26 Nov 2019
Said to be “world’s longest wavelength” output from a single semiconductor laser.Hamamatsu Photonics has announced that it has succeeded in producing terahertz waves at a wavelength of 450 μm in the terahertz range, which the Japanese photonics giant says is “the world’s longest wavelength available from a single semiconductor laser operating at room temperature.”
In its launch announcement, the company stated, “To achieve this breakthrough, we have developed long-wavelength mid-infrared quantum cascade laser, in which we designed the laser structure based on research and analysis results of the terahertz wave generation principle.
“Results from this research will be useful in applications such as quality testing and non-destructive inspection of drugs and foods containing components that absorb electromagnetic waves in the sub-terahertz range as well as submillimeter astronomy and high-speed and high-capacity communication over short distances.” Details of the research supporting this development were published in the journal Nanophotonics.
In 2018, Hamamatsu developed a “terahertz nonlinear quantum cascade laser", employing an anti-crossed dual-upper-state design (AnticrossDAUTM). This QCL produces two mid-infrared rays at different wavelengths within a range from 6 to 11 μm from a single semiconductor device and induces a nonlinear optical effect inside the device.
The QCL acts as a single compact semiconductor laser that operates at room temperature and generates terahertz waves up to a wavelength of 150 μm. To generate electromagnetic waves at even longer wavelengths in the sub-terahertz range, it is necessary to produce two mid-infrared rays at longer wavelengths. This has been extremely difficult to achieve since the longer wavelength light is likely to be absorbed within the device.
The researchers commented, “We investigated the characteristics of many QCLs to clarify wavelength conversion process in a terahertz nonlinear QCL. We found that we can apply the theory of a nonlinear optical effect, called coherent optical rectification, which had not been evaluated before.
“By applying this theory to the wavelength conversion mechanism using the nonlinear optical effect, we optimized the anti-crossed dual-upper-state design to suppress the unwanted absorption of light inside the device, thus allowing output of the two mid-infrared light rays at longer wavelengths up to 14 μm and also increased the wavelength conversion efficiency. In this way, we succeeded in outputting terahertz waves at 450 μm in the terahertz range which is the world’s longest wavelength available from a single semiconductor laser operating at room temperature.”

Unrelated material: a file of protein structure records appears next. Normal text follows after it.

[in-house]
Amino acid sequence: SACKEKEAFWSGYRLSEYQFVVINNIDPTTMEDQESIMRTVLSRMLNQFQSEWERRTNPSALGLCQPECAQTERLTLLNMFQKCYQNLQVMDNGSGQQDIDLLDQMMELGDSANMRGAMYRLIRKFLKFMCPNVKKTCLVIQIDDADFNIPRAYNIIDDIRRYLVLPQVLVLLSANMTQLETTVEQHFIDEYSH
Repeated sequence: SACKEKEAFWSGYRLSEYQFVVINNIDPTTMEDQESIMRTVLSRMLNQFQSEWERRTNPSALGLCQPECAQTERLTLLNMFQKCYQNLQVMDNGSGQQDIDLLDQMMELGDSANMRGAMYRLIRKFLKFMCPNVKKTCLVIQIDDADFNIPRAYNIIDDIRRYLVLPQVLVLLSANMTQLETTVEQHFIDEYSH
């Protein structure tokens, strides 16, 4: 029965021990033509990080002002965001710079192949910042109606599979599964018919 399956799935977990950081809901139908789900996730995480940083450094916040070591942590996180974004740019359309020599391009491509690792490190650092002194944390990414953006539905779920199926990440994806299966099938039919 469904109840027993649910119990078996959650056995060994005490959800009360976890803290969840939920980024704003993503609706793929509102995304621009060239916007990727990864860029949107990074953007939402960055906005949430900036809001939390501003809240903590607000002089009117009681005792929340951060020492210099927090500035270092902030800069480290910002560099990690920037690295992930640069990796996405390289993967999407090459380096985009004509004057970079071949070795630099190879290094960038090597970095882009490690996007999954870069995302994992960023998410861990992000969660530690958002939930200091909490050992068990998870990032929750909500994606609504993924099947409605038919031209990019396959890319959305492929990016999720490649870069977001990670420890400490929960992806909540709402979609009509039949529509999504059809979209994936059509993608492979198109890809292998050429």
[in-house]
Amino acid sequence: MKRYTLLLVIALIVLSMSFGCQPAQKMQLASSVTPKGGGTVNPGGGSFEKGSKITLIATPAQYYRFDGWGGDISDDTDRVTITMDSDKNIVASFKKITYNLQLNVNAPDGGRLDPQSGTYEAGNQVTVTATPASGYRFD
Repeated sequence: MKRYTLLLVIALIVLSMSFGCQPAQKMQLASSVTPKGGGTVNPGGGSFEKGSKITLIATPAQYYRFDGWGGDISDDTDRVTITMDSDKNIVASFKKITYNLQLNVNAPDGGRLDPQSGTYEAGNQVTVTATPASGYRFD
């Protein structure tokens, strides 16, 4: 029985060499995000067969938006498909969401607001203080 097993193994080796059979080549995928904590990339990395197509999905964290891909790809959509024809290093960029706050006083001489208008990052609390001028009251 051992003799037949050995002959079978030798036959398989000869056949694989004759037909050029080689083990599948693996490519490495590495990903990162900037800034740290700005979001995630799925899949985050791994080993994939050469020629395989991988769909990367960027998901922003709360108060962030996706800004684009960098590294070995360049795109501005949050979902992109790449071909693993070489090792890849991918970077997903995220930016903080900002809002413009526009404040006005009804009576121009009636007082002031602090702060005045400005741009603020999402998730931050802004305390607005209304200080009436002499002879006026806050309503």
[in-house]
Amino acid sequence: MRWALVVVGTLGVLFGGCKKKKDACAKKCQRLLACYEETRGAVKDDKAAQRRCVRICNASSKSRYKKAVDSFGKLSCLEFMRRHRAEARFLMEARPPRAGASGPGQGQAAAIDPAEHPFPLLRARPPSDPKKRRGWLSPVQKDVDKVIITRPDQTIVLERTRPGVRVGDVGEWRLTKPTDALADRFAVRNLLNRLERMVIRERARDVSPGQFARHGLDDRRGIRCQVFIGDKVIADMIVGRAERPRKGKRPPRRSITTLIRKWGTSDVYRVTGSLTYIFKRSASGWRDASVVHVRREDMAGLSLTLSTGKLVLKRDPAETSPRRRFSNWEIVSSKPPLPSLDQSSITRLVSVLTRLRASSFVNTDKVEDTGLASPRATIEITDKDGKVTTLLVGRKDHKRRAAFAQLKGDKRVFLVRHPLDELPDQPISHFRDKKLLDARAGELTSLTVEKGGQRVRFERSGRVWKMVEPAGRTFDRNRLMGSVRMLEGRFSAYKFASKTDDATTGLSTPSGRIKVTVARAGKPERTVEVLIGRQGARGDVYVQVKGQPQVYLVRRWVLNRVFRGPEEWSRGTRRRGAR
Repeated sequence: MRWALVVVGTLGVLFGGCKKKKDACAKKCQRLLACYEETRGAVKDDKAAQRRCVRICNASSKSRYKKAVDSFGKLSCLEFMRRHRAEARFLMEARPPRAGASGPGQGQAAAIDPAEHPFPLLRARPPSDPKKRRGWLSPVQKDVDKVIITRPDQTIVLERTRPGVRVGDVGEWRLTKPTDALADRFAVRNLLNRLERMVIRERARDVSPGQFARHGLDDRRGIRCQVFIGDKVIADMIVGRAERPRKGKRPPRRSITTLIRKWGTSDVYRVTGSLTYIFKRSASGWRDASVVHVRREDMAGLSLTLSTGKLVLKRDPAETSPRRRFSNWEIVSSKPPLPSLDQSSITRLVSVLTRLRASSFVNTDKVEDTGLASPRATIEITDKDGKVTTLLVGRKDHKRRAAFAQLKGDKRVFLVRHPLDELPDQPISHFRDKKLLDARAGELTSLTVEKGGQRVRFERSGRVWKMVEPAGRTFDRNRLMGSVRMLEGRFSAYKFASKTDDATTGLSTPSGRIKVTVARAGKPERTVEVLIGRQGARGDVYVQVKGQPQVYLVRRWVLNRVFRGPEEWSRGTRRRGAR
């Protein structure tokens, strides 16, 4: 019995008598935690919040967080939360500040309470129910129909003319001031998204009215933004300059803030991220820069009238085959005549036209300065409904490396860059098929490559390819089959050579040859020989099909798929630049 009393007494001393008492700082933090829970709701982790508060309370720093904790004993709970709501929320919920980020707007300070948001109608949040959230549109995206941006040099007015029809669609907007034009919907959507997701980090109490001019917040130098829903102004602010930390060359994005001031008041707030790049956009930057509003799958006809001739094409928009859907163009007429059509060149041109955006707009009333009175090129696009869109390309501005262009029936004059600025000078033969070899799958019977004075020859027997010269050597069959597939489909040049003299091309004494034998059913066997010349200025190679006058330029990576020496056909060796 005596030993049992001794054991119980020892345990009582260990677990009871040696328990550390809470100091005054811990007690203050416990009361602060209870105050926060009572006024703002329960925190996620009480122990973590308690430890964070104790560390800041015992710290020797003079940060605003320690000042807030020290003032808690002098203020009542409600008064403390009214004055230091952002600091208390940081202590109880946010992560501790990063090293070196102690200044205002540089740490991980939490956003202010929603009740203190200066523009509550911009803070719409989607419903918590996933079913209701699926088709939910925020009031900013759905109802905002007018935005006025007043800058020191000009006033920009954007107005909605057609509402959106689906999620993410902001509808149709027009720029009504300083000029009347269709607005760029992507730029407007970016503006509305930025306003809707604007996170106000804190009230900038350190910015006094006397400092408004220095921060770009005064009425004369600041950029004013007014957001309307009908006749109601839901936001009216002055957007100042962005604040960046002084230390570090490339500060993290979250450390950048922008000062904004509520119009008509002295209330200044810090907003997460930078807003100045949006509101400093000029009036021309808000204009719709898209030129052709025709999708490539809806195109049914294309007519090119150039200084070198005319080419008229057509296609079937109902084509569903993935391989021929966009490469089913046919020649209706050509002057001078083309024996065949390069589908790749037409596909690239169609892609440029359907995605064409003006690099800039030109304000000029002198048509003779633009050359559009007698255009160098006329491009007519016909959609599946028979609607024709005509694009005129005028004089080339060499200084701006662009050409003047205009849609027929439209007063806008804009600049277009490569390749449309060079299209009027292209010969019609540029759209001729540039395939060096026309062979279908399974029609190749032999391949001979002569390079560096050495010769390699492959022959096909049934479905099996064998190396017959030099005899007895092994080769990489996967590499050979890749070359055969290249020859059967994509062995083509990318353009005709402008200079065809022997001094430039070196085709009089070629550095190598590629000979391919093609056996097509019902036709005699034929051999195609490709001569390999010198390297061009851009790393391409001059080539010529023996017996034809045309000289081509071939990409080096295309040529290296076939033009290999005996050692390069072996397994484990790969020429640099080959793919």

Other possible applications also include submillimeter astronomy for studying the birth and formation process of stars by observing dust and gases in outer space that cannot be seen with visible light and infrared light. Since the wavelength of terahertz waves is shorter than radio waves commonly used for communication and propagate in the air to some extent, they can be used for high-speed and high-capacity communication over short distances such as within a home, office, or data center.
In the future, Hamamatsu says it plans to develop devices with higher power output by increasing the terahertz wave output efficiency by improving the design of the QCL structure as well as applying a light out-coupling structure and appropriate material for the semiconductor substrate.
A new advance by a French group promises to increase the sensitivity of high-resolution spectrometers that perform chemical analysis using terahertz wavelengths. This higher sensitivity could benefit many applications, such as analysis of the complex gas mixtures found in industrial emissions and detection of biomarkers of disease in the breath of patients. It could also lead to new ways to detect food spoilage through gas detection.
The researchers led by Gaël Mouret from Université du Littoral-Côte d'Opale, in Dunkerque, France, have devised a high-performance optical cavity for terahertz frequencies. They used this cavity to demonstrate the first convincing cavity-enhanced spectroscopy performed with terahertz frequencies. The work has been reported in Optica.
“Several studies have used terahertz frequencies to analyze industrial gases emitted into the atmosphere, but they have all been hindered by a lack of sensitivity,” said research team member Francis Hindle. “Our new optical cavity will expand the types of molecules that can be identified with terahertz gas-phase spectroscopy and improve the feasible detection level.”
The researchers used newly available components to construct a high-finesse terahertz optical cavity, an arrangement of mirrors and a waveguide that confines light so that it reflects multiple times. High-finesse optical cavities exhibit low light loss and thus allow the light to bounce between the mirrors more times before exiting the cavity.
The new cavity allows terahertz waves to bounce back and forth around 3000 times before exiting. This means that molecules under analysis interact with the terahertz frequencies over an effective distance of approximately 1 kilometer inside a resonator only 500mm long. “A cavity with this finesse has not previously been available at terahertz frequencies,” said Hindle. “This advance allows terahertz frequencies to be applied to many highly sensitive techniques already used in the infrared.”
The researchers plan to expand the range of frequencies for the spectrometer so that it could be used to analyze even more complex molecules and mixtures. “Our research shows that it is now possible to easily construct high-finesse terahertz cavities and use them for the measurement of gases at high resolution. This could contribute to improved monitoring of a large variety of gases present at very low amounts for applications from environmental and industrial pollution to medicine,” said Hindle.